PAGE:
Our pandemic reality is generating mental health challenges for even the healthiest people. Fortunately, we do have good news on the horizon. And to help get us there, I have created these morning exercises to help us feel better about ourselves and our lives.
These should only take a few minutes and they are fairly straightforward. I would recommend that you plan a regular time in the morning to read them. Then execute them immediately if at all possible.
It’s important to note that, for these to have an effect they must be done earnestly. But they are easily worth the effort.
Let’s physically write out, or type out, or even share via social media, three things that we are genuinely grateful for as we start the new year. And we do ourselves a disservice if we toss off three easy, lightly-felt examples. We’re looking for the stuff where, without it, our lives would be tragically different.
Maybe we’re grateful for our divorce because without it we wouldn’t be in our great marriage. Maybe we’re grateful for a child we never thought we’d have. Maybe we’re grateful our parents emigrated, or that we saw our homeland, or got an education, or that a loved one is still with us.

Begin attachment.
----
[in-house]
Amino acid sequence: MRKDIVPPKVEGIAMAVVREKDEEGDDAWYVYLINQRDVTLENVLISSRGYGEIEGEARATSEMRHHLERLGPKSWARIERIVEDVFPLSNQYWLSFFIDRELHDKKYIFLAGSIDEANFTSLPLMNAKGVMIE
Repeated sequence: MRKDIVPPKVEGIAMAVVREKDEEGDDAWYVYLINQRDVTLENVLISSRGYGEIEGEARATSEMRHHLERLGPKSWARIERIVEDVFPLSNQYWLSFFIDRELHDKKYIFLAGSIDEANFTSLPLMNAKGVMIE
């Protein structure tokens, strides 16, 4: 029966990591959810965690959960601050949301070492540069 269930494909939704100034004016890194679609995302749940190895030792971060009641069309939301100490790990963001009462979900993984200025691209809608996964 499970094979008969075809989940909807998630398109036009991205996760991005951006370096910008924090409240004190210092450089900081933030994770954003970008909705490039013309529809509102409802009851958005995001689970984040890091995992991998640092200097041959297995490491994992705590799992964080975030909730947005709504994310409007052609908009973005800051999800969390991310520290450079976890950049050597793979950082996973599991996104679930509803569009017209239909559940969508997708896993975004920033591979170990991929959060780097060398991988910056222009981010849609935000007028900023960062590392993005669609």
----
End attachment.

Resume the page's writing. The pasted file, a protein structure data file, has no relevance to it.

These shouldn’t be things where our gratitude is a hollow verbal transaction. We want the cases where we feel an intense sensation very similar to the feeling of being in love.
Right now, figure out when and why you will laugh today. If you don’t already plan to watch a comedy, or to talk to a funny friend, then just choose a short video off of YouTube or listen a funny podcast on a drive.
Make sure to schedule it now. Make sure it happens. I know I’m going to re-listen to this French Canadian comic tell the story about taking his girlfriend fishing.
Finish by actually say this to yourself (even better if it’s out loud): “Today I intend to use my awareness to help me steer my thoughts towards the most charitable interpretations of whatever is going on around me. I’m going to do that selfishly, so that I can feel good about the world and myself, which helps me to make good things happen in my life and in this world.”
That’s it. It’s that easy. We all just took another step. Yeah, it doesn’t feel like much right at the start. But with only a pick axe and time, a miner can make a mountain disappear. And with dedication and perseverance we can, day by day, turn 2021 into a good year. Enjoy your day.
A serious childhood brain injury lead Scott to spend his entire life meditating on the concepts of thought, consciousness, reality and identity. It made others as strange to him as he was to them. When he realized people were confused by their own over-thinking, Scott began teaching others to understand reality. He is currently CBC Radio Active’s Wellness Columnist, as well as a writer, speaker and mindfulness instructor based in Edmonton, AB where he still finds it strange to write about himself in the third person.